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was laid to rest. Though it is placed in the path of invasions, this tomb has kept its treasure. No one has ever been able to discover the painted room where the beautiful body reposes in a glass casket. All that the ancestress has been able to do, the descendant will be able to surpass in grim magnificence. In the center of the red marble hall, on the rock whence comes the plaint of the gloomy fountain, a platform is reserved. It is there, on an orichalch throne, with the Egyptian head-dress and the golden serpent on her brow and the trident of Neptune in her hand, that the marvelous woman I have told you about will be ensconced on that day when the hundred and twenty niches, hollowed out in a circle around her throne, shall each have received its willing prey.

"When I left Ahaggar, you remember that it was niche number 55 that was to be mine. Since then, I have never stopped calculating and I conclude that it is in number 80 or 85 that I shall repose. But any calculations based upon so fragile a foundation as a woman's whim may be erroneous. That is why I am getting more and more nervous. 'I must hurry,' I tell myself. 'I must hurry.'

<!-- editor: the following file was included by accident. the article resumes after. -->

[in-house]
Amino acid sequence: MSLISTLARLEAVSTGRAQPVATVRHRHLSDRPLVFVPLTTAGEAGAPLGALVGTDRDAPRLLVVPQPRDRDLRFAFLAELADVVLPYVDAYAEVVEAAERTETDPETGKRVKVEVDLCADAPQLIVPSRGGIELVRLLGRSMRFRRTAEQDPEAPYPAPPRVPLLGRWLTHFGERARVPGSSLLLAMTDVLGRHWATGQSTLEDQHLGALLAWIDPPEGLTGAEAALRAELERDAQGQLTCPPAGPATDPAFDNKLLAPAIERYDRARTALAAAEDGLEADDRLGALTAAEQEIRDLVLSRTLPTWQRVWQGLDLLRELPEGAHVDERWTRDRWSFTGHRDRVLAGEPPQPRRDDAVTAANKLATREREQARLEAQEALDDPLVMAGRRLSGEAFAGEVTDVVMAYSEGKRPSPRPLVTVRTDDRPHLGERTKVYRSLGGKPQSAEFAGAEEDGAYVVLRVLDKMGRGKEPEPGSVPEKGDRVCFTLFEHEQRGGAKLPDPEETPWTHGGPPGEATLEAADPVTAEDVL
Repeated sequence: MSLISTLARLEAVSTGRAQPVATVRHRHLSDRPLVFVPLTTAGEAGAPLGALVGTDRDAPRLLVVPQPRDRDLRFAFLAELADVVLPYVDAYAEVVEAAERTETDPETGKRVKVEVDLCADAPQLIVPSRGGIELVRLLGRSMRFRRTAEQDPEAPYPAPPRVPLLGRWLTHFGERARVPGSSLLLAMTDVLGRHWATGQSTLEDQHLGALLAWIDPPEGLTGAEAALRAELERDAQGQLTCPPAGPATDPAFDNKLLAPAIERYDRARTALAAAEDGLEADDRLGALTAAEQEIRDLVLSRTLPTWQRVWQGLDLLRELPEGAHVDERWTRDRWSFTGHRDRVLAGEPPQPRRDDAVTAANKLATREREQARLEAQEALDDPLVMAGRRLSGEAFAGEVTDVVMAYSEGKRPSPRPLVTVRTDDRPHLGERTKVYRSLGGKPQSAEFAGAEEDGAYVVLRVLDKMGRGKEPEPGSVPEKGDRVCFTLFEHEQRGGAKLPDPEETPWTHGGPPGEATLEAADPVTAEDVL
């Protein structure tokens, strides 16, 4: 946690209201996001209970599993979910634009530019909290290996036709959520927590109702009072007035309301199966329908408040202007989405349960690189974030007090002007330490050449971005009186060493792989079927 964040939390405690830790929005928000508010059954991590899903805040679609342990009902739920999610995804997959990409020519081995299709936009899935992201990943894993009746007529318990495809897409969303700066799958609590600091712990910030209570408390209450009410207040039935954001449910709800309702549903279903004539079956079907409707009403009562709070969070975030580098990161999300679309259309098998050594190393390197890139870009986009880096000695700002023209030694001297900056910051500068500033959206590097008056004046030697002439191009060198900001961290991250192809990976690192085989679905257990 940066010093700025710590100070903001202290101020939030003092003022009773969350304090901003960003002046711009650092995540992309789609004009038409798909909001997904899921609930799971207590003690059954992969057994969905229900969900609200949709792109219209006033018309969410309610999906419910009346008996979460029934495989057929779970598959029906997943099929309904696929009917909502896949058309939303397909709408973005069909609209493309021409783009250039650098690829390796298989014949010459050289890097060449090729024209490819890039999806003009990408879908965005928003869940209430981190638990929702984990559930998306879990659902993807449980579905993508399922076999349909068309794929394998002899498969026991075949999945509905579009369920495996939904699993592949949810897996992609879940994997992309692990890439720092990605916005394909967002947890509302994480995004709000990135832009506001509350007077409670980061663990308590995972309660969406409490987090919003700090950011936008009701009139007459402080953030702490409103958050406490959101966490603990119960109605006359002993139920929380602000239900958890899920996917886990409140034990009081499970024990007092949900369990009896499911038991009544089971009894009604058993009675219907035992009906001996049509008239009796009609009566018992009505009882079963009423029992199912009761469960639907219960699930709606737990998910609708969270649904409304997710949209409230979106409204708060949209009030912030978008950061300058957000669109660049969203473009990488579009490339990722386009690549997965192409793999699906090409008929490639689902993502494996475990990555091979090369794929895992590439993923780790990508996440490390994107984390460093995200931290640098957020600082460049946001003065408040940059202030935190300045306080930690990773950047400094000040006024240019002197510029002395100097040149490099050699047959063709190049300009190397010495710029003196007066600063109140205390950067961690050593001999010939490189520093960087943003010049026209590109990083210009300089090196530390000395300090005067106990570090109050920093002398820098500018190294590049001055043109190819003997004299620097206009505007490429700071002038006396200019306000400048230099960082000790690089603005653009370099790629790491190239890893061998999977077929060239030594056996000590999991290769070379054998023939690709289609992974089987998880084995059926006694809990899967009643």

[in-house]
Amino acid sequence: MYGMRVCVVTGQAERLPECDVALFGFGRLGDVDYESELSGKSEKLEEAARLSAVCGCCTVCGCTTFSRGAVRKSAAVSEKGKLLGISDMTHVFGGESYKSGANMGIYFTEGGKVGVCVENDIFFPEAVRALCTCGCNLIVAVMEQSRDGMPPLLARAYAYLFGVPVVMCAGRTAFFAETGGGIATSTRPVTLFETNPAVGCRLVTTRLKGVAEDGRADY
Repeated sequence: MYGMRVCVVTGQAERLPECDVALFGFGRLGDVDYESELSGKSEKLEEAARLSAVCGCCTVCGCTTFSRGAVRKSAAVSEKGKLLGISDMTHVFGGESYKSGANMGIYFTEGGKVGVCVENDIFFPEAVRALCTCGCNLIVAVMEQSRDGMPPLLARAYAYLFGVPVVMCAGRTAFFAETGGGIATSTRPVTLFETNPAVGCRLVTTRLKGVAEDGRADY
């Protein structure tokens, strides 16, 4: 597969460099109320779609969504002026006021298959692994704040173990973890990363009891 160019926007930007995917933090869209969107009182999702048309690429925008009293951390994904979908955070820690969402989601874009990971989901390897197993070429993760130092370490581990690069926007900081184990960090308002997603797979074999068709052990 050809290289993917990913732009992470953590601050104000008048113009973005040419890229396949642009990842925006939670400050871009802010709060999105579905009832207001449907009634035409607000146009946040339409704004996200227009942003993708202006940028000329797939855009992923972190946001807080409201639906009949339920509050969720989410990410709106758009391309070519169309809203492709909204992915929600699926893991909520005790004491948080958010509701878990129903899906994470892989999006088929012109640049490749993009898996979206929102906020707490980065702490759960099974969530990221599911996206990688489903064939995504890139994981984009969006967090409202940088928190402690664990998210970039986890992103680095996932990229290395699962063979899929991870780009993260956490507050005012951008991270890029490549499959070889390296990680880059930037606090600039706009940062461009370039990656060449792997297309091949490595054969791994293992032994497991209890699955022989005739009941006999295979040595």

"I must hurry," I repeated, as if I were in a dream.

He raised his head with an indefinable expression of joy. His hand trembled with happiness when he shook mine.

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"You will see," he repeated excitedly, "you will see."

Ecstatically, he took me in his arms and held me there a long moment.

An extraordinary happiness swept over both of us, while, alternately laughing and crying like children, we kept repeating: